January 13, Wednesday. In English class last week, we read “The Editorial” from Maclean’s Magazine about friendship and loneliness. Contrary to what we might expect, old folks reported much lower levels of “feeling alone” than young adults who live in a more socially networked world. Yesterday, we shared in small groups a paragraph we had written in response. My group consisted of Mellina, a friend of Janelle’s, Vanessa, who appeared to be a very sharp young woman quite willing to give (good) leadership, and myself. Vanessa’s paragraph dealt with her own feelings and experiences, Mellina’s was more of an analysis of the editorial, and mine was a reflection on what it meant—not to have a friend—but to be a friend. This tied in with the thinking I have been doing about who I am and where I’m going at this stage in my life. Here’s my paragraph.
Ask not if you have a friend; ask rather if you are a friend. When I think this way of friendship, I no longer ask why I don’t have more friends, but I think of how much or how little I am a friend to those whom I know, or do not yet know. When I become interested in a person and invest time and effort in coming to know them, they may become friends. Strangely enough – actually, not strange at all, but a reversal of the kind that Jesus said the kingdom of God requires – I find that I learn more about a person when I share myself with them. Exposing some of my inner life to them may lead them to share something of their inner life with me. Perhaps the depth of a friendship increases with the vulnerability each person gives to the other. In short, the surest way to gain another as friend is to become one to them.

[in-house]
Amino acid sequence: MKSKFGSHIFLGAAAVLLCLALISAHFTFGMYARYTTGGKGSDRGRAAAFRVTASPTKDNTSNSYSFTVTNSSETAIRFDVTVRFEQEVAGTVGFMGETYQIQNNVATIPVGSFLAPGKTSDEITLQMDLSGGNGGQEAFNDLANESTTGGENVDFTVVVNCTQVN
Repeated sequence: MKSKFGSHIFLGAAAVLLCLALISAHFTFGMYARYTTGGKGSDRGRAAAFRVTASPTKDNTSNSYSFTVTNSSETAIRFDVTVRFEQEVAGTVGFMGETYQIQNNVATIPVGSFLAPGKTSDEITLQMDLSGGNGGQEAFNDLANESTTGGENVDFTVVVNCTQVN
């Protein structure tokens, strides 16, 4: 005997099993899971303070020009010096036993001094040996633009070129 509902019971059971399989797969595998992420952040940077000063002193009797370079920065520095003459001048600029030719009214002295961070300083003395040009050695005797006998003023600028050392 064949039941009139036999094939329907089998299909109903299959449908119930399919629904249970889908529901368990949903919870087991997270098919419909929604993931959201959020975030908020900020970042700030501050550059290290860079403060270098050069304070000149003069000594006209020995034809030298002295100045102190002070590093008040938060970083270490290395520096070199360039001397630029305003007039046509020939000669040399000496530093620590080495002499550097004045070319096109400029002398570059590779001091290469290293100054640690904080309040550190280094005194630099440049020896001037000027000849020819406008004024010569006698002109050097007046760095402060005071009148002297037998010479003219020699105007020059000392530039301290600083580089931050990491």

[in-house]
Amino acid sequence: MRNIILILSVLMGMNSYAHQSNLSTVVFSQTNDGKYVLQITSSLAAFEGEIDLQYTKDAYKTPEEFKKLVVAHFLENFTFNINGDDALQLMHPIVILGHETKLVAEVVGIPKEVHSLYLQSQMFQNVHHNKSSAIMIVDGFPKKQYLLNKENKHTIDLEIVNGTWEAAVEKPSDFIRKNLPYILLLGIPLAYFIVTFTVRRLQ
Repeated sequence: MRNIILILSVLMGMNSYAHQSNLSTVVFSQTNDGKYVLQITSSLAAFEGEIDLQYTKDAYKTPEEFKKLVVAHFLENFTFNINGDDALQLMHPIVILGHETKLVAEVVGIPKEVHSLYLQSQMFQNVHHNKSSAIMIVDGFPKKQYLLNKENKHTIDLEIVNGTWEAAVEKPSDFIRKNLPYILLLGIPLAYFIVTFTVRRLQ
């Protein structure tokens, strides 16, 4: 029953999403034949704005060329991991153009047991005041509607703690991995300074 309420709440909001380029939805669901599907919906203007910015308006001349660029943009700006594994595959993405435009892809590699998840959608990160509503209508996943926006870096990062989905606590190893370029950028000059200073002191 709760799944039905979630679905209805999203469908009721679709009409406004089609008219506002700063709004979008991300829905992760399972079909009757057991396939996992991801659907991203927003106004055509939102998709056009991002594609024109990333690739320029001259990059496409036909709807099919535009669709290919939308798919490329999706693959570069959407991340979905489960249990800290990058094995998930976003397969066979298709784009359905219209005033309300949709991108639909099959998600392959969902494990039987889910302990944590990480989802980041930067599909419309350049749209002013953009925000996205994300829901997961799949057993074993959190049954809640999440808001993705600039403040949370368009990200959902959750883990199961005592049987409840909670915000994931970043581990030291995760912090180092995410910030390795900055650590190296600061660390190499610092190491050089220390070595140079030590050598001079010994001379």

Today, I read chapter 3 in Annie Dillard’s The Writing Life in which she tries to wrestle to the ground what it is. Depressing! Who could ever be a writer if you have to go through such a painful process? But Annie Dillard does. Can I? As you know from an earlier entry, I too have written “My Writing Life” and wonder if it is possible to actually have, for myself, My Writing Life. Can I write my life? Is writing part of my life-to-come-yet? My optimism says “Yes!” because I want to share with my kids and grandkids what life has meant and still means to me and writing will help me to figure that out. My concern is whether I have the skills and determination to carry it out. This course on Expository Writing will help me, because I intend to write things that are part of my trajectory “Writing My Life.” Welcome to my journey. Read my life as I write it and share your thoughts. A journey with friends is better than a journey alone.